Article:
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the amount of capital specified in the charter or other agreement governing the establishment of capitalist enterprises, joint-stock companies, and various business associations as necessary to start up operations. The capital is raised through government appropriations, stock sales, and individual contributions (the last being extremely rare today). Authorized stock is also referred to as basic capital and share capital. In some countries (France, Federal Republic of Germany), enterprises and associations can be registered only if the amount of authorized capital conforms to certain legal requirements. In the USA and Great Britain, there are no such requirements.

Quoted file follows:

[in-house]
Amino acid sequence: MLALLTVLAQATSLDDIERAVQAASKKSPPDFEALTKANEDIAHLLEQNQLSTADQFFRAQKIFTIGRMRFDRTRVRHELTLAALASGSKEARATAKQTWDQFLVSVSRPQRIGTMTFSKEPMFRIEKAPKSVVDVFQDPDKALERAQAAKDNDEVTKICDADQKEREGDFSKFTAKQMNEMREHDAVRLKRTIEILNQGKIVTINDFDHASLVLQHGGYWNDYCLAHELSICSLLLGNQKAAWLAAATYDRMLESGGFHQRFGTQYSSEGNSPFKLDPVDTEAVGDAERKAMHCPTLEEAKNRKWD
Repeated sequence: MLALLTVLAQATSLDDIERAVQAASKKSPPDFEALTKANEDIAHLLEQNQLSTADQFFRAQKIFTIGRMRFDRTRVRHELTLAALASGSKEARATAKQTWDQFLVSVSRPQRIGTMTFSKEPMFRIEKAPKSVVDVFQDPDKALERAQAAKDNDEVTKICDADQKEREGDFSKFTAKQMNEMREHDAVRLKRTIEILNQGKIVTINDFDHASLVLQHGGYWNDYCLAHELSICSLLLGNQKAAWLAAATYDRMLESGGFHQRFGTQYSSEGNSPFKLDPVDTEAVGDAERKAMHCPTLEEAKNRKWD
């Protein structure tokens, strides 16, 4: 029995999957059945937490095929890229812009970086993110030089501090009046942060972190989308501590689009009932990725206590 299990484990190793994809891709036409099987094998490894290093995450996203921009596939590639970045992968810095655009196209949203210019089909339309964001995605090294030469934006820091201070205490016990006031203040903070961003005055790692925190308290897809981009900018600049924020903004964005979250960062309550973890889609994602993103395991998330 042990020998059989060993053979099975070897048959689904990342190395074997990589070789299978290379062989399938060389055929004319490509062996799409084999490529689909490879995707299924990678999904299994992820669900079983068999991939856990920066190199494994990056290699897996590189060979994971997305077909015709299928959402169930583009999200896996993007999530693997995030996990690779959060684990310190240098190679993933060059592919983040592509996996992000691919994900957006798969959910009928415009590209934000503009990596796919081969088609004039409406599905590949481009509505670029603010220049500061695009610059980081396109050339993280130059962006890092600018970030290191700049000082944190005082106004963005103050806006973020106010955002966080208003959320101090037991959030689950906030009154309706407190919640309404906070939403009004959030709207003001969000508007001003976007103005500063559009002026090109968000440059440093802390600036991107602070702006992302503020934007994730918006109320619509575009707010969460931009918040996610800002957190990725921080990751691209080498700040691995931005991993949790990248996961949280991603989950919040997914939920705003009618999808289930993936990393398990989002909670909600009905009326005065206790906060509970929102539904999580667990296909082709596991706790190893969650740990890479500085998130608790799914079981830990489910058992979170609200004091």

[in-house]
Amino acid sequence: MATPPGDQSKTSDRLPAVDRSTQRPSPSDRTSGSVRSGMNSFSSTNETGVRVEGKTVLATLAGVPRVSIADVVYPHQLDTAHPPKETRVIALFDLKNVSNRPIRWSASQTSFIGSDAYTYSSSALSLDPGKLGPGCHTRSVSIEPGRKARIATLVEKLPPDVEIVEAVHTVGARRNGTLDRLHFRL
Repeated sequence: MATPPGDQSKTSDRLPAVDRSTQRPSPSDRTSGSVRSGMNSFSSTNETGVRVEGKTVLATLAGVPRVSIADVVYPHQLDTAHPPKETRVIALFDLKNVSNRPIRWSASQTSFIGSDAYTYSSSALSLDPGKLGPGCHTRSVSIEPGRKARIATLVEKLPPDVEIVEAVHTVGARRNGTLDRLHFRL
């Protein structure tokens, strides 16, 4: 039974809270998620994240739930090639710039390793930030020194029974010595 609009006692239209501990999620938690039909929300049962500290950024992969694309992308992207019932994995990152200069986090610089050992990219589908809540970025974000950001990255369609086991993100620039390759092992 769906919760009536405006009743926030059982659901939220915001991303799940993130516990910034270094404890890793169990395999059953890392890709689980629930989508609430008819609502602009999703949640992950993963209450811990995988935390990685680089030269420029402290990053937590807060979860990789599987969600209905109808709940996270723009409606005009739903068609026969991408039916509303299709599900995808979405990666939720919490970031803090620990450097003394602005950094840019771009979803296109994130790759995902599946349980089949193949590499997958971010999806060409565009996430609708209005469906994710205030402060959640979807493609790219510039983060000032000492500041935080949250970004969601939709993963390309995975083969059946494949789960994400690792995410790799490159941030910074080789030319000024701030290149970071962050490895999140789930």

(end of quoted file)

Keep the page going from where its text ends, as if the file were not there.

The amount of authorized capital is much less than the amount of capital obtained through credits, investments, and bonds. Together with reserve capital, authorized capital constitutes the assets of an enterprise. Since the ratio of the authorized capital to the overall volume of economic activity is used in evaluating financial soundness, current high rates of inflation have led capitalist enterprises and banks to regularly increase the authorized capital by placing additional stock on the market.
E. D. ZOLOTARENKO